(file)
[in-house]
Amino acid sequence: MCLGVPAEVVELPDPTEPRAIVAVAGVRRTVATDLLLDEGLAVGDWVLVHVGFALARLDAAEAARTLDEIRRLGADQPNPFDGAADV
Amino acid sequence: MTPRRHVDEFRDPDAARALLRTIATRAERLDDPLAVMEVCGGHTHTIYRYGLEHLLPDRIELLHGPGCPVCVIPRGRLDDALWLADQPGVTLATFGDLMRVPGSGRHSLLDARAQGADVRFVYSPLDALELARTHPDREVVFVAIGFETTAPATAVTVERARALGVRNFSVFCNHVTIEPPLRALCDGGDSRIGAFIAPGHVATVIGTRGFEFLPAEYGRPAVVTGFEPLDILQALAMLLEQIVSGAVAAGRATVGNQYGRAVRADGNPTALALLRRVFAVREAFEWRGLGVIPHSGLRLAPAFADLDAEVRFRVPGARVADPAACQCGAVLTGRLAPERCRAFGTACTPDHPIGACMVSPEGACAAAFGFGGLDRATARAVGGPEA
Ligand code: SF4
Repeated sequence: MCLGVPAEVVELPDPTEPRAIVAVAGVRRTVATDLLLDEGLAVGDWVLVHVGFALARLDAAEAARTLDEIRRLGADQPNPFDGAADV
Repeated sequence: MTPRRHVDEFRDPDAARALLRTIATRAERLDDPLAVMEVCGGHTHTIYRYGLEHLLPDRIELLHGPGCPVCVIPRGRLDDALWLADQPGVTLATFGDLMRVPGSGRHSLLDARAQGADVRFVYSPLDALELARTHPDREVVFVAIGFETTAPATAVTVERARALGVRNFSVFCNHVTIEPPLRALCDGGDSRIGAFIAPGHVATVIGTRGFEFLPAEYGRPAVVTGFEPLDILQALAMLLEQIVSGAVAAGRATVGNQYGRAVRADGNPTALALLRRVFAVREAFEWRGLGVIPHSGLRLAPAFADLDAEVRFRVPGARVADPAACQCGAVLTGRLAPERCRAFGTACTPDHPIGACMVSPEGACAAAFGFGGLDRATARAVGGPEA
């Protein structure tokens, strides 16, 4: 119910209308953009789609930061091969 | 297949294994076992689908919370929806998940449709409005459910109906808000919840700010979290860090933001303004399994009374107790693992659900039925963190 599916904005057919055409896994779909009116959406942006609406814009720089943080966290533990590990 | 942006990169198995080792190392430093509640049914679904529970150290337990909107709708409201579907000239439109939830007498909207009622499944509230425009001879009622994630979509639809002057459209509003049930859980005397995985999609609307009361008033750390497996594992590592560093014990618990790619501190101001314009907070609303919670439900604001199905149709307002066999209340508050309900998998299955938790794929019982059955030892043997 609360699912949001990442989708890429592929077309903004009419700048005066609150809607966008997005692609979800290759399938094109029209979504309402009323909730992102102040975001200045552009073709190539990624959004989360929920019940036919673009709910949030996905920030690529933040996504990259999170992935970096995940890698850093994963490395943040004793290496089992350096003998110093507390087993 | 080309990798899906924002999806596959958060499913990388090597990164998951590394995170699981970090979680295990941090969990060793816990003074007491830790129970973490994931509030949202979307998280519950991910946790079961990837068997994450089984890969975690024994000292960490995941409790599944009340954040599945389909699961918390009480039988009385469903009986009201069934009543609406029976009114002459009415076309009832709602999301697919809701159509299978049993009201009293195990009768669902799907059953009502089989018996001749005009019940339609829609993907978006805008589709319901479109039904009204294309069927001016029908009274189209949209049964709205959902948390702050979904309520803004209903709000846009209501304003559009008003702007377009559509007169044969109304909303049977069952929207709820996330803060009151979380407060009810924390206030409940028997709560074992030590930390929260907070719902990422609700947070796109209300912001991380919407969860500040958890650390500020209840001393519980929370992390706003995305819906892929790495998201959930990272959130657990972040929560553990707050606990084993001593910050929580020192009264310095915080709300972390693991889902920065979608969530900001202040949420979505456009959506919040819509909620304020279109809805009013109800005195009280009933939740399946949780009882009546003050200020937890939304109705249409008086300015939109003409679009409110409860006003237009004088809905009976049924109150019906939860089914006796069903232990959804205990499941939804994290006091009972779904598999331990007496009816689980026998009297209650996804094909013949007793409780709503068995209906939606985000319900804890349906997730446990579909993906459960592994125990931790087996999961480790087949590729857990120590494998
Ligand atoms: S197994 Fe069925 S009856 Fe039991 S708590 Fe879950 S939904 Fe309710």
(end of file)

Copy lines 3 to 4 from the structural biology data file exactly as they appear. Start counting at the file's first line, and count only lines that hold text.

Amino acid sequence: MTPRRHVDEFRDPDAARALLRTIATRAERLDDPLAVMEVCGGHTHTIYRYGLEHLLPDRIELLHGPGCPVCVIPRGRLDDALWLADQPGVTLATFGDLMRVPGSGRHSLLDARAQGADVRFVYSPLDALELARTHPDREVVFVAIGFETTAPATAVTVERARALGVRNFSVFCNHVTIEPPLRALCDGGDSRIGAFIAPGHVATVIGTRGFEFLPAEYGRPAVVTGFEPLDILQALAMLLEQIVSGAVAAGRATVGNQYGRAVRADGNPTALALLRRVFAVREAFEWRGLGVIPHSGLRLAPAFADLDAEVRFRVPGARVADPAACQCGAVLTGRLAPERCRAFGTACTPDHPIGACMVSPEGACAAAFGFGGLDRATARAVGGPEA
Ligand code: SF4